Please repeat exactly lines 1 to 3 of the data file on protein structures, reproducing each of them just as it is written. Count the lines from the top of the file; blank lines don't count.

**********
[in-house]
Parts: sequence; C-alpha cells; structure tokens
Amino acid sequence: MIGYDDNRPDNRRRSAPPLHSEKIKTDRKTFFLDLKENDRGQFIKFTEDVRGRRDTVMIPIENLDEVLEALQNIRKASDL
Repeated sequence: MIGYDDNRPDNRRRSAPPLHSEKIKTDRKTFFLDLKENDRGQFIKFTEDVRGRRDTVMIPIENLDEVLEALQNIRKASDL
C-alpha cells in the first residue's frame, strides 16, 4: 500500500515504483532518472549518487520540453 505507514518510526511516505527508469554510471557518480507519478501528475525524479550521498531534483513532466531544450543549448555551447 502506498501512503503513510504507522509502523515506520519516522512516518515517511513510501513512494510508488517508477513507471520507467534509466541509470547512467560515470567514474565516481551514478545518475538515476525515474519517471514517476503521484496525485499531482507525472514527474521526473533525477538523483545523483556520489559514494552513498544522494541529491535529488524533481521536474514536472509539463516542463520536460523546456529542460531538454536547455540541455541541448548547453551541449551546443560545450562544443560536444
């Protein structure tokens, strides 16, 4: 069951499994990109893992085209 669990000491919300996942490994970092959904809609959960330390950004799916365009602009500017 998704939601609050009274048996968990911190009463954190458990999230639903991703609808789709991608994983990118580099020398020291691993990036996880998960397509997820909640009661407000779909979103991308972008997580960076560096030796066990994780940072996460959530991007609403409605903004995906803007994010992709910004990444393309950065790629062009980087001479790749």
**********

[in-house]
Parts: sequence; C-alpha cells; structure tokens
Amino acid sequence: MIGYDDNRPDNRRRSAPPLHSEKIKTDRKTFFLDLKENDRGQFIKFTEDVRGRRDTVMIPIENLDEVLEALQNIRKASDL